Flexible Alouettes can usher in new identity with early-round picks at CFL Draft

·4 min read

Montreal Alouettes general manager Danny Maciocia says the difference in his job entering the 2023 CFL draft compared to free agency is night and day thanks to new ownership.

“First of all, I’m sleeping much better. I don’t think I’ve slept really well for the last two years,” Maciocia told reporters at Olympic Stadium on Monday, referring to Quebec businessman Pierre Karl Peladeau’s purchase of the franchise in March after years of instability. “All I worry about now is football, all my focus, all my energy, all my thoughts are on football.

“I’m at a totally different place. It’s a great place.”

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The well-rested Maciocia now has the opportunity to usher in a new identity for the franchise at Tuesday's draft after a free agency where he was handcuffed by the ownership uncertainty and lost key players.

The Alouettes own eight selections, including two in the first round and one in the second round at fifth, seventh and 13th overall.

Montreal is the only team with two first-round picks heading into the draft after landing a first from the B.C. Lions back in August in exchange for quarterback Vernon Adams Jr.

Maciocia says having three picks so early in the draft gives the Alouettes a lot of options, both in how they might draft and what moves they can make. For now, though, Montreal expects to hang on to its picks.

“We have a lot of flexibility,” Maciocia said. “Of course, the phone is ringing because other teams would like to know our attitude toward the two first-round picks in particular. But for now, I think we’re going to keep our fifth, seventh and 13th-overall picks.”

As far as how they’ll approach each selection, Maciocia says they intend to take the best player available at each spot instead of drafting for need. That said, Maciocia has a certain culture and attitude in mind with each selection — and part of that is to have local players on the roster.

He used Montreal Canadiens forward Rafael Harvey-Pinard, of Saguenay, Que., as an example.

“The very, very important thing with the example I gave using Rafael (Harvey-Pinard) is about having local players,” Maciocia, a Montreal native, said. “There’s a certain pride in wearing a Canadiens or Alouettes jersey. When you have the chance to play in your home city, it’s completely different. Just like it’s completely different to manage the Alouettes today compared to when I managed Edmonton back in the day.

“So that pride is extremely important.”

A record five Canadians were selected in the NFL draft last week, including two Quebecers. Syracuse offensive tackle Matthew Bergeron, of Victoriaville, Que, and Eastern Michigan offensive lineman Sidy Sow, of Bromont, Que, were chosen by the Atlanta Falcons and New England Patriots, respectively.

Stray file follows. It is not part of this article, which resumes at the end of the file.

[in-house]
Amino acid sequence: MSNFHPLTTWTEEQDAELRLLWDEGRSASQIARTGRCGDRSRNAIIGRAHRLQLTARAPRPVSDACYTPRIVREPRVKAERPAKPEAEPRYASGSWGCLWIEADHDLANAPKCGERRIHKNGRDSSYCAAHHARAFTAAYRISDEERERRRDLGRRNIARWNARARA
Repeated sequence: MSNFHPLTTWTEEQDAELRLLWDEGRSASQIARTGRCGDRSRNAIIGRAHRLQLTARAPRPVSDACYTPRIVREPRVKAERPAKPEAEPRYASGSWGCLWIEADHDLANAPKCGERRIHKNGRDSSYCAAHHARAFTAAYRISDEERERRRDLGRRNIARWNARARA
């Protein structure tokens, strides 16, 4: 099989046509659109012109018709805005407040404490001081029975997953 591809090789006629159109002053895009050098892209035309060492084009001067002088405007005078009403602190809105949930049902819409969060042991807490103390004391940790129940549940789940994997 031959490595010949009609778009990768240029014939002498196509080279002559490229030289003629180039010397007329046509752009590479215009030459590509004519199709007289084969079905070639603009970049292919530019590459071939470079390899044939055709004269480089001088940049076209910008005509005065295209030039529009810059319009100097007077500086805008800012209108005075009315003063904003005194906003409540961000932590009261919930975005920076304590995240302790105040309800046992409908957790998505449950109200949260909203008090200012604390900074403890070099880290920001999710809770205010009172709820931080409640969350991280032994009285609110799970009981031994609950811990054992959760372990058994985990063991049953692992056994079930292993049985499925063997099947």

Maciocia says players drafted to the NFL, and those who’ve signed tryouts with an NFL team, are prospects he and his brass will have to evaluate differently, considering some may never play in the CFL or won’t consider the league for two to three years.

Still, Maciocia says having three early picks could allow the team to make a riskier selection on what he calls a “future pick” — someone who may not join the team right away.

“We’re on the phone with NFL teams today concerning the players who were selected to find out how they view them in their team,” he said. “Will they be on the 53-man roster? Will they be on the practice roster? Who are they competing against? What are the odds they’ll keep them?

“We’re going to retrieve all that information to make a little more of an informed decision tomorrow night.”

Francis Bemiy, a defensive lineman out of Southern Utah from Montreal, and University of Montreal linebacker Michael Brodrique of Sainte-Marthe-sur-le-Lac, Que., are two players from Quebec projected to go in the first round who don’t yet have ties to the NFL. Maciocia coached the UdeM Carabins from 2011-2019.

On top of their early-round picks, Montreal has one fourth-round pick (32), two fifth-round picks (39, 41), one seventh-round pick (59) and one eighth-round pick (68).

Maciocia says the draft isn’t as deep as in past years.

“It’s far from being the best draft I’ve been a part of since I’ve been in the CFL,” said Maciocia, adding that there’s a drop-off after the second and third rounds. “In 2020 we drafted (Brock) Gowanlock in the eighth round, last year we got (Zach) Lidley in the eighth round. We have a lot of pride in picking players who other teams aren’t convinced by.

“But it’s a little more difficult this year, those players who used to be available in the eighth round might be available in the sixth round.”

This report by The Canadian Press was first published May 1, 2023.

Daniel Rainbird, The Canadian Press